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Terms Used in Unit 8 Part 2

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Group Information Pack

    Yesterday‟s World, superbly situated in the delightful historic market town of Battle, is a

    great place to visit for Coach parties, Clubs

    and Societies looking for a unique and

    memorable day out.

    Email:- shop@yesterdaysworld.co.uk

    Telephone (0)1424 777226

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    Group Pack Contents Cover Page……………………………………………………………………………….. Page 1

    Contents…………………………………………………………………………………. Page 2

    Introduction……………………………………………………………………........... Page 3

    Yesterdays World Layout………………………………………………….………… Page 4

    Yesterdays World Information………………........................................... Page 5

    Group Booking Prices……………………………………………………………….. Page 6

    Risk Assessment……………………………………………………………………….. Page 7

    The Known History of Yesterday‟s World and Battle……………………. Page 8

    Key Dates in English History……………………………………………………… Page 9

    Background Information On Displays………....................................... Page 10 Background Information On Displays………....................................... Page 11 Background Information On Displays………....................................... Page 12 Background Information On Displays………....................................... Page 13 Background Information On Displays………....................................... Page 14 Background Information On Displays………....................................... Page 15 Background Information On Displays………....................................... Page 16 Museum Quiz…………………………………………………………………………… Page 17

    Museum Quiz…………………………………………………………………………… Page 18

    Museum Quiz…………………………………………………………………………… Page 19

    Museum Quiz Answers……………………………………………………………… Page 20

    FAQs………………………………………………………………………………………. Page 21

    FAQs………………………………………………………………………………………. Page 22

    Contact Us………………………………………………………………………………. Page 23

    Group Booking Form……………………………………………………………… Page 24

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    Introduction

    Your visit to Yesterday‟s World is a journey through time and how we used to live, from the reign of Queen Victoria to the 1970s.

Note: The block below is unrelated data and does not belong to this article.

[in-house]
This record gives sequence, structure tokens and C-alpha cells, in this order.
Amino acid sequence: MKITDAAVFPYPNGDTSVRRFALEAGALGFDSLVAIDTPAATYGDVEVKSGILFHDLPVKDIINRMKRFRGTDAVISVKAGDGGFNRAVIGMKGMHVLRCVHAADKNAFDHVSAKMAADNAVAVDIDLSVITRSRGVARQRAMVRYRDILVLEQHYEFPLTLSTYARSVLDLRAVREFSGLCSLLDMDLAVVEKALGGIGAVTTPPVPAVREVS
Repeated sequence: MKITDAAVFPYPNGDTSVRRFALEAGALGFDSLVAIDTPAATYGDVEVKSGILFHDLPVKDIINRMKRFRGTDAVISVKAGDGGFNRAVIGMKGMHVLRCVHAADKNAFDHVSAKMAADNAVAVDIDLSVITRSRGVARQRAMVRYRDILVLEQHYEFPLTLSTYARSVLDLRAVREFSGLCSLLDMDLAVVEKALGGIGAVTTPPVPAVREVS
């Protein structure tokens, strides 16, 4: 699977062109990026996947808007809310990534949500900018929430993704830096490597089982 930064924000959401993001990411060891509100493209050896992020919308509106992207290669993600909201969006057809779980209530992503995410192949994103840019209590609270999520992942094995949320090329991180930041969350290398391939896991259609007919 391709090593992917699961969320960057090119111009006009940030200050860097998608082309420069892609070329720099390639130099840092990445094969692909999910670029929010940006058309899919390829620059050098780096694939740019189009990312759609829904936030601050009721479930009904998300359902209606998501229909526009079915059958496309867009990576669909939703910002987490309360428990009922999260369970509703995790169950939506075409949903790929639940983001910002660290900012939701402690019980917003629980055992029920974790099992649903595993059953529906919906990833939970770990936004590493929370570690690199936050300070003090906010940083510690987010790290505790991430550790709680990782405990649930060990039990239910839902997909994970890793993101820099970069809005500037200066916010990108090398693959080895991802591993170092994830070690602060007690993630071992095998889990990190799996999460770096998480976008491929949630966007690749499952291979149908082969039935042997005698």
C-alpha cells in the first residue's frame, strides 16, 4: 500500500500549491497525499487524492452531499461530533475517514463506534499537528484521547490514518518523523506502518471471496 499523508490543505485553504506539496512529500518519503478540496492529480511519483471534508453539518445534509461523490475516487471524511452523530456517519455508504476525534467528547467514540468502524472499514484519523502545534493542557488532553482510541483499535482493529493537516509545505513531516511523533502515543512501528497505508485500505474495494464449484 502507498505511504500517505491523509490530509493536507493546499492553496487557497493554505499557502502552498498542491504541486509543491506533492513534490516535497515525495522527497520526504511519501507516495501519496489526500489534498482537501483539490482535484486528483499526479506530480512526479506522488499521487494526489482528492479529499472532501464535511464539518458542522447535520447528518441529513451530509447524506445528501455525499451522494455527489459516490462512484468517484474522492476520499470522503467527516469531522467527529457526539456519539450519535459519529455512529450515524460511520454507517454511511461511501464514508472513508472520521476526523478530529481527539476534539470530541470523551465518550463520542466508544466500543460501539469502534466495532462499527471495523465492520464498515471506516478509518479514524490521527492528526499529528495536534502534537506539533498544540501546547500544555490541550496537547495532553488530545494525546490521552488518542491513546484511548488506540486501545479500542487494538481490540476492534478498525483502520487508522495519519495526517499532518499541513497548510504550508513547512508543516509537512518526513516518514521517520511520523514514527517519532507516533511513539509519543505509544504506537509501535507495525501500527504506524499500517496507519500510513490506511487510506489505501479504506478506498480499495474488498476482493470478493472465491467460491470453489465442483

CONTENTS OF THIS PACK

    Inside this pack you will find all the information you need to know about bringing your group to visit us, with details of our opening times, prices, parking and tips to help you make the most of your visit.

    To help you plan your visit we have included various background information on the displays at Yesterday‟s World and a risk assessment for the attraction. Many other resources and activities are available to download for free from our website.

FREE SITE VISITS

    We offer free site visits for teachers by prior arrangement. There have been a lot of new developments at Yesterday‟s World recently so even if you have visited before, you may benefit from a ‟refresher‟ preliminary visit to see the latest facilities we have to offer. To arrange a site visit, please contact us on 01424 777226.

UPON ARRIVAL WITH YOUR SCHOOL

    You will be greeted by a member of staff who will give you a briefing before you start your tour round the museum. We do not provide guided tours but our staff are always on hand to answer any questions you may have. We will look after your bags while you go round the museum. If you require any further assistance, we will be happy to help.

TIPS TO MAKE THE MOST OF YOUR VISIT

     Split into smaller groups of 8-10 to go round (see page 5)

     Allow time for the group to make close observations of all the settings; especially the ones that apply to any specific studies.

     Please make full use of the push button commentaries

     Audience with Queen Victoria display - select a topic on the touch-screen panel. Topics include Queen Victoria‟s Family Tree, Inventions, The Lives of Victorian Children and Battle in Victorian Times. Screenings up to 10mins long.

     War Room Display an evacuee video will play as you walk into the room. Screenings up to 15mins long.

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    Yesterdays World Layout

    Yesterday‟s World has three distinct areas - the main building, the exhibition centre building and an outside area.

    LAYOUT INSIDE

    The main building is on three floors of a 600 year old Wealden Hall House. It has 23 rooms, which show different shops and a room dedicated to World War II, Evacuation, Life at Home and Women's Roles. There are also 4 rooms at the top of the house, which show the children‟s nursery and school rooms.

    Ground floor: 1930s Grocers; Post Office; Jewellers, Music Shop; „Allworks‟ General Store; Street Scene

    1st floor: Barbers; Mrs Bumble‟s Sweet Shop; Wireless Shop; Wartime Display; Chemist; Doll and Toy Shop; Pawnbrokers; Loo with a View; Boot Repairer; Lace maker; Drapers; Taxidermies; Ironmongers; Victorian Kitchen and Laundry. Attic floor: Nanny‟s Room; Granny‟s Attic; Children‟s Dayroom; Children‟s Games; Fairground; Toys; Children‟s Playroom and Bedroom.

    The Exhibition Centre has a large room devoted to Queen Victoria and the